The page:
A brilliant little novel—winner of the Orange Prize—concerning family, memory and transformation.
In passing a formerly smart London dress shop now going out of business, Vivien Kovaks runs into the shop proprietor, a former lover of her uncle Sándor, a week after the death of Vivien’s father. Grant (When I Lived in Modern Times, 2001, etc.) uses this chance encounter to set the scene for Vivien’s reminiscence about her past, a time decades before when she had “learned the only truth that matters: that suffering does not ennoble and that survivors survive because of their strength or cunning or luck, not their goodness, and certainly not their innocence.” Vivien sweeps us into a narrative about her parents, Ervin and Berta, refugees from Hungary who moved to London shortly after World War II to start a new life. Vivien is curious about their past because it contains the seeds of her own, but her parents are decidedly reticent about sharing information on their former life, preferring instead to live within a narrowly circumscribed and risk-free circle of silence. Enter Sándor, a flamboyant and successful slumlord who’s spent time in gaol for his shady business activities (and who’s been labeled “the face of evil” by the London press). He’s now out of prison, bent but not broken, and he commissions Vivien to help him write his life story; both are aware of their family connection, yet both keep up the pretense that they’re just strangers. Vivien must keep her role of amanuensis secret from her father, who’s violently opposed to Sándor’s dubious professional activities. Much of the story involves Vivien getting in touch with her own identity by uncovering her father’s; by dealing with the freakish and tragic death of her young husband on their honeymoon; and by engaging in and then walking away from a torrid sexual relationship with a young punk.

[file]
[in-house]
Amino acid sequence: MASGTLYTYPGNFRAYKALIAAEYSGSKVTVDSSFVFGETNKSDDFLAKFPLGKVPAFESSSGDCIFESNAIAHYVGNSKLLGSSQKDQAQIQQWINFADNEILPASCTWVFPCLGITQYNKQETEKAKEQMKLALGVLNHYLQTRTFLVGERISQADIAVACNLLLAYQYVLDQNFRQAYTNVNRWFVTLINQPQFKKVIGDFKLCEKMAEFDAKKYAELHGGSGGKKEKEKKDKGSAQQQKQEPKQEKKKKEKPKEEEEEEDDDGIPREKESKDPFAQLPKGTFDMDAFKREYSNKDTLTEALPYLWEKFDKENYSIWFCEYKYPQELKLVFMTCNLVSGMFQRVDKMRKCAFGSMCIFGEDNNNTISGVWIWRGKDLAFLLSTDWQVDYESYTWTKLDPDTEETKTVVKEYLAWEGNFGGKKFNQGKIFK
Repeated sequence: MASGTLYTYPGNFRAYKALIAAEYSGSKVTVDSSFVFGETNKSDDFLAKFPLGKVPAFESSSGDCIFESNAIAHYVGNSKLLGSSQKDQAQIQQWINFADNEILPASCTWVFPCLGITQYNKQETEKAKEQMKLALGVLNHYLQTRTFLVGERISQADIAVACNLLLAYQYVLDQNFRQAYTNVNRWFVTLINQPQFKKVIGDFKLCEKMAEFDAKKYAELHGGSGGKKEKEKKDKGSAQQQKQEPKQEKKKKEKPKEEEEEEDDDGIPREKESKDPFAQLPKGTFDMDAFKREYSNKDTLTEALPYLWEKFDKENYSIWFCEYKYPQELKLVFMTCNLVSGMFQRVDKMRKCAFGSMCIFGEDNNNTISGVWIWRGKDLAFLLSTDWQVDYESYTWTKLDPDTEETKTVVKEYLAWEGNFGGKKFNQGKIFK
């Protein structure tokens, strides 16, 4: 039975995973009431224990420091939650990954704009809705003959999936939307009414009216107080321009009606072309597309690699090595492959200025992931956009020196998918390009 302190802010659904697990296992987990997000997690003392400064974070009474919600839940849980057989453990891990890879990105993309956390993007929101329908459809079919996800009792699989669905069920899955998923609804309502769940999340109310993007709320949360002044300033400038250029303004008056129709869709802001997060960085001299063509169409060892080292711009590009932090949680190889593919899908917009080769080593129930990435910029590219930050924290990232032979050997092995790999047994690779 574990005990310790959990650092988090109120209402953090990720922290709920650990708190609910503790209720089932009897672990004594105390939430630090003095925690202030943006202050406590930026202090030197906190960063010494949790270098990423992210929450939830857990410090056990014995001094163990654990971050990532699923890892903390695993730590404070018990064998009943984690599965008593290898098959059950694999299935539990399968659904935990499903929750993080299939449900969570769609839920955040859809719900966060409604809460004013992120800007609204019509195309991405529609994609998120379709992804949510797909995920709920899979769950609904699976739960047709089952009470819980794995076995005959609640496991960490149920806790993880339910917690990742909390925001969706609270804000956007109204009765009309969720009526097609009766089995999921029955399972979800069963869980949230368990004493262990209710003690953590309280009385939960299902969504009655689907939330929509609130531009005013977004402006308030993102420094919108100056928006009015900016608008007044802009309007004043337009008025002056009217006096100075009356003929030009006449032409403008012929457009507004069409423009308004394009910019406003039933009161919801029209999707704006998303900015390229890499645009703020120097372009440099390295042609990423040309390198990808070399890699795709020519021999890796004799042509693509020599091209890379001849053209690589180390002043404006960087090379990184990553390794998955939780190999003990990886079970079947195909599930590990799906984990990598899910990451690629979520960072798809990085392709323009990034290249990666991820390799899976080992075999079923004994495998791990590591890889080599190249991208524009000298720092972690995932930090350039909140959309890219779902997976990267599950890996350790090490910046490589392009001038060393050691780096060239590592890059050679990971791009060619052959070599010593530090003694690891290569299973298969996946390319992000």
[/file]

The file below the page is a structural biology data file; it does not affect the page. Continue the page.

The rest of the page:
Intelligent, distinguished and psychologically astute.